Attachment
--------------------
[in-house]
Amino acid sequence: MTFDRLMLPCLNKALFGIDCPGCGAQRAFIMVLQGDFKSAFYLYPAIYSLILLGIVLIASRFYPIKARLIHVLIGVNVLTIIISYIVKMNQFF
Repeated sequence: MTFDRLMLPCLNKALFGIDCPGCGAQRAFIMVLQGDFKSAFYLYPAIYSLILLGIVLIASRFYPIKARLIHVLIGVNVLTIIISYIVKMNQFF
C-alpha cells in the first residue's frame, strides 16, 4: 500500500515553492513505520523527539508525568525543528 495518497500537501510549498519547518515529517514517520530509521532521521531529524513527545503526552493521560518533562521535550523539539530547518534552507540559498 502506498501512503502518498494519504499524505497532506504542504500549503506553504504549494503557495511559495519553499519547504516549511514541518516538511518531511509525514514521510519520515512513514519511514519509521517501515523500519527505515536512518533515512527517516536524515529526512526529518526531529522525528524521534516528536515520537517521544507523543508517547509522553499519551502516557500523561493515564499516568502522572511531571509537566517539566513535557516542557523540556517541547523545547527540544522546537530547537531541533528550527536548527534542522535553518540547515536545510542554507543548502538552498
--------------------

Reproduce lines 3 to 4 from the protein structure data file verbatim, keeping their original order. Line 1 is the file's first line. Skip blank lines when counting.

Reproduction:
Repeated sequence: MTFDRLMLPCLNKALFGIDCPGCGAQRAFIMVLQGDFKSAFYLYPAIYSLILLGIVLIASRFYPIKARLIHVLIGVNVLTIIISYIVKMNQFF
C-alpha cells in the first residue's frame, strides 16, 4: 500500500515553492513505520523527539508525568525543528 495518497500537501510549498519547518515529517514517520530509521532521521531529524513527545503526552493521560518533562521535550523539539530547518534552507540559498 502506498501512503502518498494519504499524505497532506504542504500549503506553504504549494503557495511559495519553499519547504516549511514541518516538511518531511509525514514521510519520515512513514519511514519509521517501515523500519527505515536512518533515512527517516536524515529526512526529518526531529522525528524521534516528536515520537517521544507523543508517547509522553499519551502516557500523561493515564499516568502522572511531571509537566517539566513535557516542557523540556517541547523545547527540544522546537530547537531541533528550527536548527534542522535553518540547515536545510542554507543548502538552498